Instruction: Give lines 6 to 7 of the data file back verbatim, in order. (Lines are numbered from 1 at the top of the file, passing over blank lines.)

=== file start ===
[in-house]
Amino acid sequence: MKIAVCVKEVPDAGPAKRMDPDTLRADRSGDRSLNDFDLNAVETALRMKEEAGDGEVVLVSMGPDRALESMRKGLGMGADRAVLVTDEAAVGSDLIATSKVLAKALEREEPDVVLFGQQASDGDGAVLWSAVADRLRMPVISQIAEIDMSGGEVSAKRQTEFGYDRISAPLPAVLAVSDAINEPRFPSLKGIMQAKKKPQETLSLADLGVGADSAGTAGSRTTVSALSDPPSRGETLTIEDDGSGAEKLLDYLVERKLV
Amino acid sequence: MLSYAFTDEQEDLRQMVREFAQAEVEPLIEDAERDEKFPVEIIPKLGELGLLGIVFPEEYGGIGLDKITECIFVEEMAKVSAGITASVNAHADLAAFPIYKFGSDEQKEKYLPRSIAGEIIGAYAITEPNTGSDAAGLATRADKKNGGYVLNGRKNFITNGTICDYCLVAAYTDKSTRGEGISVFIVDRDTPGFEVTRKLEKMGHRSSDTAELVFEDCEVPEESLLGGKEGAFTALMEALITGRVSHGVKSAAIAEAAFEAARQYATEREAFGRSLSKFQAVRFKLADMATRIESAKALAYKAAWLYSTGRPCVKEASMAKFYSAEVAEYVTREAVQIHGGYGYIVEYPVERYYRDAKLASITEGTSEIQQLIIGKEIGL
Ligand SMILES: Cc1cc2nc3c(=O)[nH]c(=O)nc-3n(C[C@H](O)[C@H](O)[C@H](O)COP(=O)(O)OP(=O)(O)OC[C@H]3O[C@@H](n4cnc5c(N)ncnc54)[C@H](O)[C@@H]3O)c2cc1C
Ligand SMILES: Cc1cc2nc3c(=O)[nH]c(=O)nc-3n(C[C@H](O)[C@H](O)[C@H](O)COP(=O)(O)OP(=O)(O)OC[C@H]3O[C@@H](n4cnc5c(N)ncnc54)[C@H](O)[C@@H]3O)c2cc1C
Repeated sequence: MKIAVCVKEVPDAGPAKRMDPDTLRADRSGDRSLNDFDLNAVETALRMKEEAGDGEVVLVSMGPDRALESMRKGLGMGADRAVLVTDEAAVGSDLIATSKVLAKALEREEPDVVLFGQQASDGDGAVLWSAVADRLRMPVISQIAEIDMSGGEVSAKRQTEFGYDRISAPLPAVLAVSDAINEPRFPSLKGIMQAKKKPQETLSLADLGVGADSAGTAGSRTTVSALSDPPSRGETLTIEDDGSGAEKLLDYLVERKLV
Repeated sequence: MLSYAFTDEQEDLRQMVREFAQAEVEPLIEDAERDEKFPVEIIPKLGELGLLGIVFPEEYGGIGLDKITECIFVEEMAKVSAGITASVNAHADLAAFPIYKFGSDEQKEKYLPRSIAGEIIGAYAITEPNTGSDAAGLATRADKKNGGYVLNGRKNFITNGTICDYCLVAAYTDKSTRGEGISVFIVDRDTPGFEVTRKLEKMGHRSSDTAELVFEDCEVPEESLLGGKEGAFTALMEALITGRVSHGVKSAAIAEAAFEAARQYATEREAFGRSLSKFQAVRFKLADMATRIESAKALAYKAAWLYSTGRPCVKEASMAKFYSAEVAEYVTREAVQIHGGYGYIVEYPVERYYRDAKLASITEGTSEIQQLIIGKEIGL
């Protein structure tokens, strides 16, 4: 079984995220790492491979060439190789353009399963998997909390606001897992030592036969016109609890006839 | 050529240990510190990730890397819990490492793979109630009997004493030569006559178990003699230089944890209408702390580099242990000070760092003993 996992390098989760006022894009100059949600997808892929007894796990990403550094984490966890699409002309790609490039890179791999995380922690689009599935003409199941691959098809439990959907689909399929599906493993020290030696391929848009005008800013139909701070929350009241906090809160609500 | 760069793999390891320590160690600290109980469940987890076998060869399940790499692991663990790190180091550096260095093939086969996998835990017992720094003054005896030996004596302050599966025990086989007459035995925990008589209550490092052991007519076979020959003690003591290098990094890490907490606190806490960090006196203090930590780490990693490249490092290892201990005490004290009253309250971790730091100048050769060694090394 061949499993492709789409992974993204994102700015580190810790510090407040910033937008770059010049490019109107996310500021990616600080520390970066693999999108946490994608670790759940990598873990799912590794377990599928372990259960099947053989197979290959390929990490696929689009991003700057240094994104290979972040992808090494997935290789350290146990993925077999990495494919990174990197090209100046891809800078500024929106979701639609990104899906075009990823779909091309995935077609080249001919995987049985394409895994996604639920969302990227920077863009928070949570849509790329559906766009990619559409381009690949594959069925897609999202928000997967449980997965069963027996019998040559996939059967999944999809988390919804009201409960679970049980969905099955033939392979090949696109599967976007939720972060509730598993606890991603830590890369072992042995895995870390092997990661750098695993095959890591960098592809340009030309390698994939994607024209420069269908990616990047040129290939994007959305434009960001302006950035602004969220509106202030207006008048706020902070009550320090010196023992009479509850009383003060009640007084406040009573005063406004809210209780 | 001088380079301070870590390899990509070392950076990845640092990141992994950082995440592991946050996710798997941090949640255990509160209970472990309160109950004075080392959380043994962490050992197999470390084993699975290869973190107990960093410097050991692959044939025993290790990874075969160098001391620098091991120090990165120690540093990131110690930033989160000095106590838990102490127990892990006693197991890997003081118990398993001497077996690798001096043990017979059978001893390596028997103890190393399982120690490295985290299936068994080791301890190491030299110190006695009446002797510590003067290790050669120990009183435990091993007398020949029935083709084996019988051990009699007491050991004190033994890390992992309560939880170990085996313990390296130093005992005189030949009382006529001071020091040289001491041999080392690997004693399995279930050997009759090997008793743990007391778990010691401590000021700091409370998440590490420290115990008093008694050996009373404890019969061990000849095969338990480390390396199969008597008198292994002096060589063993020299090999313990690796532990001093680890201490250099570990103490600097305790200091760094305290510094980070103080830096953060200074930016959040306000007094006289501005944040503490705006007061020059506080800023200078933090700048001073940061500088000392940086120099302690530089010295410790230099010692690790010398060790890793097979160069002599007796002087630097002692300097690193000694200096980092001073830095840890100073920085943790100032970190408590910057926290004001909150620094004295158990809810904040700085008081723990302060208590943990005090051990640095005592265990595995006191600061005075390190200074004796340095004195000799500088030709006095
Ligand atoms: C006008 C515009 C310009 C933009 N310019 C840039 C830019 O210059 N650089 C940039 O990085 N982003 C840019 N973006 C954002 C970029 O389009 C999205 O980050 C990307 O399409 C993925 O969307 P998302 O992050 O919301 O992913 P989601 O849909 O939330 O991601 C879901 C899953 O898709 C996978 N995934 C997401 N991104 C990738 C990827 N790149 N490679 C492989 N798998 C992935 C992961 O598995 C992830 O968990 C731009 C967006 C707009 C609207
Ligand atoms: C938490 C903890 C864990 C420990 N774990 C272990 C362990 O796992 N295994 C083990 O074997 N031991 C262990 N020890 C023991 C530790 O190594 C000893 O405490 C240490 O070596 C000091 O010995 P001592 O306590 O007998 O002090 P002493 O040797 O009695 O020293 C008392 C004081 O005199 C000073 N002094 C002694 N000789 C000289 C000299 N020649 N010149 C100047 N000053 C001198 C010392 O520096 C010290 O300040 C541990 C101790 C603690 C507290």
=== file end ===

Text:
Repeated sequence: MKIAVCVKEVPDAGPAKRMDPDTLRADRSGDRSLNDFDLNAVETALRMKEEAGDGEVVLVSMGPDRALESMRKGLGMGADRAVLVTDEAAVGSDLIATSKVLAKALEREEPDVVLFGQQASDGDGAVLWSAVADRLRMPVISQIAEIDMSGGEVSAKRQTEFGYDRISAPLPAVLAVSDAINEPRFPSLKGIMQAKKKPQETLSLADLGVGADSAGTAGSRTTVSALSDPPSRGETLTIEDDGSGAEKLLDYLVERKLV
Repeated sequence: MLSYAFTDEQEDLRQMVREFAQAEVEPLIEDAERDEKFPVEIIPKLGELGLLGIVFPEEYGGIGLDKITECIFVEEMAKVSAGITASVNAHADLAAFPIYKFGSDEQKEKYLPRSIAGEIIGAYAITEPNTGSDAAGLATRADKKNGGYVLNGRKNFITNGTICDYCLVAAYTDKSTRGEGISVFIVDRDTPGFEVTRKLEKMGHRSSDTAELVFEDCEVPEESLLGGKEGAFTALMEALITGRVSHGVKSAAIAEAAFEAARQYATEREAFGRSLSKFQAVRFKLADMATRIESAKALAYKAAWLYSTGRPCVKEASMAKFYSAEVAEYVTREAVQIHGGYGYIVEYPVERYYRDAKLASITEGTSEIQQLIIGKEIGL